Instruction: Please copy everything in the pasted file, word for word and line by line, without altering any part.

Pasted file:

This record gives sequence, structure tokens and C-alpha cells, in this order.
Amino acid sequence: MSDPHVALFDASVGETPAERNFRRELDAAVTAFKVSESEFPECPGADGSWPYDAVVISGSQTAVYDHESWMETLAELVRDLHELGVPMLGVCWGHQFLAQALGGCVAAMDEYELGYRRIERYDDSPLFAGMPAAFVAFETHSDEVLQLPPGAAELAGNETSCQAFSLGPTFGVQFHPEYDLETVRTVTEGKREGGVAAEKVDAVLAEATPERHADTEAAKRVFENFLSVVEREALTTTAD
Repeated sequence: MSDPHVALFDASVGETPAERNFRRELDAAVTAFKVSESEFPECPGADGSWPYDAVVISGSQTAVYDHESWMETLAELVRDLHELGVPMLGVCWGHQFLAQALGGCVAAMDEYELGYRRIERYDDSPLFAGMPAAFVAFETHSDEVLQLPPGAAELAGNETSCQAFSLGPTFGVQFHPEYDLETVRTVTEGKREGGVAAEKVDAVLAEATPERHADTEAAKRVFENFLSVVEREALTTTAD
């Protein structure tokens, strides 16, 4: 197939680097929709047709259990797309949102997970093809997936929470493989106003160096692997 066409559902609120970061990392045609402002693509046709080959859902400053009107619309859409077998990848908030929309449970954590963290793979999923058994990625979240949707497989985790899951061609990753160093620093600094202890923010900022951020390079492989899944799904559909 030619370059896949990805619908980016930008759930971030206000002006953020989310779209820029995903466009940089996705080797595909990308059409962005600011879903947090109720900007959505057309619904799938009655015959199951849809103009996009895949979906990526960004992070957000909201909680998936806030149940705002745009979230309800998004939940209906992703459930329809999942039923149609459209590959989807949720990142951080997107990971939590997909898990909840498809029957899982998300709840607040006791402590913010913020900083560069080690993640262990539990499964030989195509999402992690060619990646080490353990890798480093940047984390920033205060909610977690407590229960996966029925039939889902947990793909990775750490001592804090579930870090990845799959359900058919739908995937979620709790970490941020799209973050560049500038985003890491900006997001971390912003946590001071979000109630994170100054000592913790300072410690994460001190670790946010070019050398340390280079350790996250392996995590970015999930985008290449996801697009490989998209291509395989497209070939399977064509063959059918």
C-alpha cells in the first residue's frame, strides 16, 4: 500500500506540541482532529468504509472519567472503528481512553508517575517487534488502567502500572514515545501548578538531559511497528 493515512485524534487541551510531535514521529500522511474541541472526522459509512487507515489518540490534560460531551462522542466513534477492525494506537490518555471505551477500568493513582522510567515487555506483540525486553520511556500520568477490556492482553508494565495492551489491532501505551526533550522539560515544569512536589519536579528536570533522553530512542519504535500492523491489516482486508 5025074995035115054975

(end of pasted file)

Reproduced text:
This record gives sequence, structure tokens and C-alpha cells, in this order.
Amino acid sequence: MSDPHVALFDASVGETPAERNFRRELDAAVTAFKVSESEFPECPGADGSWPYDAVVISGSQTAVYDHESWMETLAELVRDLHELGVPMLGVCWGHQFLAQALGGCVAAMDEYELGYRRIERYDDSPLFAGMPAAFVAFETHSDEVLQLPPGAAELAGNETSCQAFSLGPTFGVQFHPEYDLETVRTVTEGKREGGVAAEKVDAVLAEATPERHADTEAAKRVFENFLSVVEREALTTTAD
Repeated sequence: MSDPHVALFDASVGETPAERNFRRELDAAVTAFKVSESEFPECPGADGSWPYDAVVISGSQTAVYDHESWMETLAELVRDLHELGVPMLGVCWGHQFLAQALGGCVAAMDEYELGYRRIERYDDSPLFAGMPAAFVAFETHSDEVLQLPPGAAELAGNETSCQAFSLGPTFGVQFHPEYDLETVRTVTEGKREGGVAAEKVDAVLAEATPERHADTEAAKRVFENFLSVVEREALTTTAD
């Protein structure tokens, strides 16, 4: 197939680097929709047709259990797309949102997970093809997936929470493989106003160096692997 066409559902609120970061990392045609402002693509046709080959859902400053009107619309859409077998990848908030929309449970954590963290793979999923058994990625979240949707497989985790899951061609990753160093620093600094202890923010900022951020390079492989899944799904559909 030619370059896949990805619908980016930008759930971030206000002006953020989310779209820029995903466009940089996705080797595909990308059409962005600011879903947090109720900007959505057309619904799938009655015959199951849809103009996009895949979906990526960004992070957000909201909680998936806030149940705002745009979230309800998004939940209906992703459930329809999942039923149609459209590959989807949720990142951080997107990971939590997909898990909840498809029957899982998300709840607040006791402590913010913020900083560069080690993640262990539990499964030989195509999402992690060619990646080490353990890798480093940047984390920033205060909610977690407590229960996966029925039939889902947990793909990775750490001592804090579930870090990845799959359900058919739908995937979620709790970490941020799209973050560049500038985003890491900006997001971390912003946590001071979000109630994170100054000592913790300072410690994460001190670790946010070019050398340390280079350790996250392996995590970015999930985008290449996801697009490989998209291509395989497209070939399977064509063959059918």
C-alpha cells in the first residue's frame, strides 16, 4: 500500500506540541482532529468504509472519567472503528481512553508517575517487534488502567502500572514515545501548578538531559511497528 493515512485524534487541551510531535514521529500522511474541541472526522459509512487507515489518540490534560460531551462522542466513534477492525494506537490518555471505551477500568493513582522510567515487555506483540525486553520511556500520568477490556492482553508494565495492551489491532501505551526533550522539560515544569512536589519536579528536570533522553530512542519504535500492523491489516482486508 5025074995035115054975